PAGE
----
Licensing Quick Guide

01 March 2011
10 minute read
Software publishers Licensing Quick Guide

01 March 2011
10 minute read
Marc Benioff, CEO,

Marc Benioff, CEO,

This Quick Guide is available in PDF format – Simply subscribe to our free newsletter to receive a free copy instantly.

This article has been contributed by Jon Mulligan, Founder and Managing Director of Openplain.

It has been argued that enterprise software in the cloud will put an end to license management. This article aims to highlight the main characteristics of licensing and demonstrate that, despite being simple and straightforward – there are still opportunities for optimization and cost savings.


This guide aims to highlight the opportunities for cost saving and optimization with your agreement.

For individuals responsible for managing software and services costs within their organization, Internet based enterprise applications represent a new frontier.

This guide intends to demonstrate how is licensed and optimized and in doing so provide organizations some food for thought when it comes to managing Internet based applications in the future.

Generally speaking, it is a case of leveraging the principles and techniques learnt from managing traditional on-premise perpetual licensing and adapting them for the cloud.

Please note that this document is intended as a guide only and not the ultimate source of truth. Please refer to the Master Subscription Agreement or your account manager for any clarification on your entitlement and appropriate usage.

How is licensed

If you are an experienced software asset manager or licensing specialist you will find the agreement a walk in the park in comparison to the license schemes of other software publishers.

The Master Subscription Agreement is only ten pages long and is written, for the most part, in plain English.

Traditional software licensing agreements provide the user the ‘right to use’ and application within certain terms. With you are investing in a service contract. This service contract is based on a certain number of users over a certain period of time.

The table below summarizes the main characteristics of licensing:



Self Regulating Compliance

Services are purchased from as user subscriptions that cannot exceed the specified number of users. This removes the typical software compliance risk involved in perpetual licensing.

If you have bought 50 users you can only use 50 users.

Synchronized Agreement

If an organization wishes to add additional users to the service agreement mid-term these are calculated on a pro-rata basis to terminate at the same time as the main agreement.

If you have bought 50 users and the agreement terminates in December – any additional users you add to the agreement throughout the year will also terminate in December.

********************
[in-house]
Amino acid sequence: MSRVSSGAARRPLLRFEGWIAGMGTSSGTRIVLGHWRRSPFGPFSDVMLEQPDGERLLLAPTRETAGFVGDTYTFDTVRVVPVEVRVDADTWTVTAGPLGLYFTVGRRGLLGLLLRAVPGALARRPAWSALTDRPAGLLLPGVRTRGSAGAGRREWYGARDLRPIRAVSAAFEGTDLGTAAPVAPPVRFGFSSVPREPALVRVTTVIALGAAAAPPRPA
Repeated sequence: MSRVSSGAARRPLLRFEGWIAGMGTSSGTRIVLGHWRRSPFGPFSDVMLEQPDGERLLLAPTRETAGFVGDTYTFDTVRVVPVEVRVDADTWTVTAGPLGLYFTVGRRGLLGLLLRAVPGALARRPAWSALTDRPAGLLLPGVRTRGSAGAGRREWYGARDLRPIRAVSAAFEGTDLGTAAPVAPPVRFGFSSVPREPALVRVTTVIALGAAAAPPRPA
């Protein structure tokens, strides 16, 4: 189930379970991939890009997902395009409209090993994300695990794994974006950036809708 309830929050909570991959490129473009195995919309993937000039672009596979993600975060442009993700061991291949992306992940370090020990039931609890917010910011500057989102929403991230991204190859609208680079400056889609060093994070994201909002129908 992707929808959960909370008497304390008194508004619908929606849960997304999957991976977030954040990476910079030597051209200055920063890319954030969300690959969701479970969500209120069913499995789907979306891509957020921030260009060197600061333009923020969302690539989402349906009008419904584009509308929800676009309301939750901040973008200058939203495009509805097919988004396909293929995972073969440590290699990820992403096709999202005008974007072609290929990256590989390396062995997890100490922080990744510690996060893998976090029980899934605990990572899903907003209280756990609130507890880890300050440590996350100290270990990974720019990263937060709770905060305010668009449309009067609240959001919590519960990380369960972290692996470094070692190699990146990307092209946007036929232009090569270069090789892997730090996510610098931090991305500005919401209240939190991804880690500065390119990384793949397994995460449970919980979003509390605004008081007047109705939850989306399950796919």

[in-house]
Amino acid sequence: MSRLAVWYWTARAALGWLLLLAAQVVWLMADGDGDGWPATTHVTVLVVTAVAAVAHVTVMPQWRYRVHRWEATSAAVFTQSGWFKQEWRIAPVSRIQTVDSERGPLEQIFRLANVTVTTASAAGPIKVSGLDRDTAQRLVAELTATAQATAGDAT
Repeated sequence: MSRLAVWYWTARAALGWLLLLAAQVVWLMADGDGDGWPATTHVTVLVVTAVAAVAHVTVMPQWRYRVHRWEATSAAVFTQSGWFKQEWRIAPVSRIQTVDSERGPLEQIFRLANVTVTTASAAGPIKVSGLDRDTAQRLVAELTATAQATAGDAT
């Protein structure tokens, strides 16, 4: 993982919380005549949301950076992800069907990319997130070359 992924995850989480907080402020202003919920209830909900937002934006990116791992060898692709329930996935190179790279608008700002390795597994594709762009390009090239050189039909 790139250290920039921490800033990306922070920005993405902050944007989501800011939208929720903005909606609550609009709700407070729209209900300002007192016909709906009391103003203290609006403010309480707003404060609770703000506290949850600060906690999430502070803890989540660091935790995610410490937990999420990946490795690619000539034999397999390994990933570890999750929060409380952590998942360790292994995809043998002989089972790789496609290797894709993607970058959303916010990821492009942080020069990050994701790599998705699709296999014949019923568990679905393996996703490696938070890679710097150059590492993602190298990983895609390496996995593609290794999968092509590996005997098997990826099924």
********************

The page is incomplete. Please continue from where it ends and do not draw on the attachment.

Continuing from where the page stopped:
Synchronized Pricing

Additional user pricing is calculated based on the prevailing price that you agreed for the main agreement.

If you bought 50 users at $50 each any additional user added throughout the year will also be at this price.

Named User Licensing

Users are named individuals within your company and can only be used by those individuals. The login credentials for one user cannot be shared with other users or be accessed by more than one person. uses IP address monitoring to enforce this part of the agreement.

Fred is the only person that can use the login for Fred.

Re-Assigning Users

Users can be reassigned to different users.

If a company has 50 users and Fred leaves the company. Fred’s login can be deleted and another one created for another employee – therefore the total logins remains at 50.

The Only Way Is Up

“The number of users subscriptions purchased cannot be decreased during the subscription term”

The total number of users can be increased throughout the year of the subscription term but not decreased.

If you have 50 users you can increase this to 55 throughout the year based on your requirements but you can only reduce it to 45 at the agreement anniversary.

Different License Types

The most significant difference between a subscription agreement and traditional perpetual software licensing is that an organization can only have one type of user. So for example if an organization decides that it requires the features offered in Enterprise Edition, then everyone in the organization must have Enterprise Edition.

This approach has advantages and disadvantages. On the plus side it means licensing is simple. On the negative side it means that some users will only be using a fraction of the features available (How to take advantage of this feature redundancy will be explained later in the guide).

In addition to the standard CRM users organizations can also purchase bolt-on user types such as:

  • Platform
  • Platform Light
  • Licensing – custom licenses, customer portal users and feature licenses, e.g. Marketing user.